His dissertation, “In the Best Interest of the Child: Invention and Reinvention in the Diffusion of ‘Modern’ Adoption Policy in the United States,” combines the theoretical foundations of the Advocacy Coalition Framework and diffusion framework in a historical-comparative mixed method approach to examine explanations for adoption policy invention and diffusion. The regulation of the adoption of children is a policy creation of the American states, yet very little political research exploring the invention of adoption policy exists. Social, economic, and political conditions present during policy invention are important to later policy diffusion, but contemporary studies of policy diffusion omit this information by ignoring policy invention. Using primary and secondary materials a history of adoption policy in America is presented, an advocacy coalition structure is identified, and a new data set is generated. Contrary to accepted explanations, Croom finds that adoption policy in the “best interest of the child”' is not a creation of nineteenth-century policymakers, but rather a vulgar statement of the time and later a useful political tool to policy makers. This points to political, social and economic explanations for child adoption policy diffusion rather than any altruistic notions of child saving.
Dissertation Committee: Charles Barrilleaux (Chair), Jason Barabas, Carol Weissert, Lenore McWey (FSU Family and Child Sciences).
Jonathan Rogers (Ph.D. expected 2013)
Jon Rogers’s research interests in American Politics and Public Policy focus primarily on institutional collective action, lobbying, economic voting, and interactions between the public and private sectors. With advanced training in experimental methods, as well as experience with survey research and formal modeling, his research tests existing theories of lobbying behavior, as well as adds new theory to the literature on public goods provision and economic voting. His interests extend to the classroom and he has already taught multiple sections of Political Science Research Methods and has developed an advanced undergraduate seminar in the use of experimental methods in political science. He also has interest in developing graduate or advanced undergraduate courses in the interaction of the branches of government and the electorate, as well as game theory for political scientists.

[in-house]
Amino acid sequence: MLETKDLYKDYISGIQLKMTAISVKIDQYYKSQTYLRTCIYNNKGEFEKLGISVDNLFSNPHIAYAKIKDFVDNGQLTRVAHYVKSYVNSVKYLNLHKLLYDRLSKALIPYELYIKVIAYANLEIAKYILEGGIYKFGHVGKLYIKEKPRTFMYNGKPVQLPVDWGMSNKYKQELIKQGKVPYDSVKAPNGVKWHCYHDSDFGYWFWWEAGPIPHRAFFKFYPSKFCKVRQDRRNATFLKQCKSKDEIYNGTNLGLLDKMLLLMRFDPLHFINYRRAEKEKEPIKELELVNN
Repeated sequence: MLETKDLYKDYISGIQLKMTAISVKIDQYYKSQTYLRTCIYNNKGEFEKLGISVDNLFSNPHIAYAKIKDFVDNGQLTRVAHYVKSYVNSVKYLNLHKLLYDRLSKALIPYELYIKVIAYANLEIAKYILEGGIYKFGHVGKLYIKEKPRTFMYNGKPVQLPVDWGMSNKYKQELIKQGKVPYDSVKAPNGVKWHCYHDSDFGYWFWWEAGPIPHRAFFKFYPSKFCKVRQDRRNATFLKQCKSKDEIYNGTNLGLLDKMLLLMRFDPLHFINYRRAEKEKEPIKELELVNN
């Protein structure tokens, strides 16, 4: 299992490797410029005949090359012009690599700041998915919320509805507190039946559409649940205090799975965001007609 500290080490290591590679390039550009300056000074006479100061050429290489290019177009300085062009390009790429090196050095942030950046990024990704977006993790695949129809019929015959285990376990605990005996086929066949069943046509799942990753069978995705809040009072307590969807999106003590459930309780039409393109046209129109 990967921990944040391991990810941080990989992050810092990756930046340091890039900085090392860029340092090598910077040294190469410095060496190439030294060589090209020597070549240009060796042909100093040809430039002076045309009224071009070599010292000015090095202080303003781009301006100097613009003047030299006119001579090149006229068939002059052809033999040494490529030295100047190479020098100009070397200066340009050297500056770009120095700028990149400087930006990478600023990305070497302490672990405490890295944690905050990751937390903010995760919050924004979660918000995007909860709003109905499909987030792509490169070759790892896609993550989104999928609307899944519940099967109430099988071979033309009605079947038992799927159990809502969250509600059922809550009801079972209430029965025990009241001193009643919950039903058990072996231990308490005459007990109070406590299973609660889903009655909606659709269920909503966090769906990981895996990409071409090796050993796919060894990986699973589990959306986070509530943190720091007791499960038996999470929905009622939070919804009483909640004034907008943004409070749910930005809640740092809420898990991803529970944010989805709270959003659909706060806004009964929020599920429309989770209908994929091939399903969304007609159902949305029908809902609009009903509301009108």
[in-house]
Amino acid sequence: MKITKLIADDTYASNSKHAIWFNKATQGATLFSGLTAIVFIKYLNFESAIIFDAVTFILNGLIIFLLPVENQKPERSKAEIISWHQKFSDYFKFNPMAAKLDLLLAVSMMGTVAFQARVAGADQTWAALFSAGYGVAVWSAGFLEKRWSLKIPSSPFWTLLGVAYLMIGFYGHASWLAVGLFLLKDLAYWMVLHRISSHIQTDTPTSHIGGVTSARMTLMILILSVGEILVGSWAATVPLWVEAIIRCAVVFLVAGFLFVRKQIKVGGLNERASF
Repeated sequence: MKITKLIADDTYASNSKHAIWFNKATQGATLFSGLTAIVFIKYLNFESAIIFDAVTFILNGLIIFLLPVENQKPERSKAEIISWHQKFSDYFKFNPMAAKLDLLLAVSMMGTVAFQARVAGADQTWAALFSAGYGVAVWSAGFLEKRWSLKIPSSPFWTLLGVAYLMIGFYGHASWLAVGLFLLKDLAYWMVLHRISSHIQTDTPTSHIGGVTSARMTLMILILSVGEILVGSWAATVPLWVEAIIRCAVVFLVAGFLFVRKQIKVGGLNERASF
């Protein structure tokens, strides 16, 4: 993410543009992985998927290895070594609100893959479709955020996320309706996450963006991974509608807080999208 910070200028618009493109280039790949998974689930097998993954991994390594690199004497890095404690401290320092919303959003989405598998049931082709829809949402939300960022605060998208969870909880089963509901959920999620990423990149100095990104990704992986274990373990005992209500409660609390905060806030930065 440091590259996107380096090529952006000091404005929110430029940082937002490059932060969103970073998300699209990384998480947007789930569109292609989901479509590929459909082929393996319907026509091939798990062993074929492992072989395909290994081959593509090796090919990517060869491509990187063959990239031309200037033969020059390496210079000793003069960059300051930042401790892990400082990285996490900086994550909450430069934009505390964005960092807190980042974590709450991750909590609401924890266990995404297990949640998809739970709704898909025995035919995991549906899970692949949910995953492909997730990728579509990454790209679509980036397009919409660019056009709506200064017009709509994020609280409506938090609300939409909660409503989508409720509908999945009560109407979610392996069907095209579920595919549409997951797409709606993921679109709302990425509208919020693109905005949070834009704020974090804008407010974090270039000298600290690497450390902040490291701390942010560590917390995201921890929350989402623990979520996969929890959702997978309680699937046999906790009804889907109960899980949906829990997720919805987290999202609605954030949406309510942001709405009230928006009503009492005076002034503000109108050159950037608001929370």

The strategic allocation of resources is a fundamental political problem facing both individual and organizational actors. While taxing enough on their own, these decisions are often made in a competitive environment. In a democratic society, any government employed actor is subject to removal or defeat by opposing interests. In order to examine the strategies of these actors and public perceptions of performance, Jon has run several sets of political economy experiments and has placed questions on nationally representative surveys of the American electorate.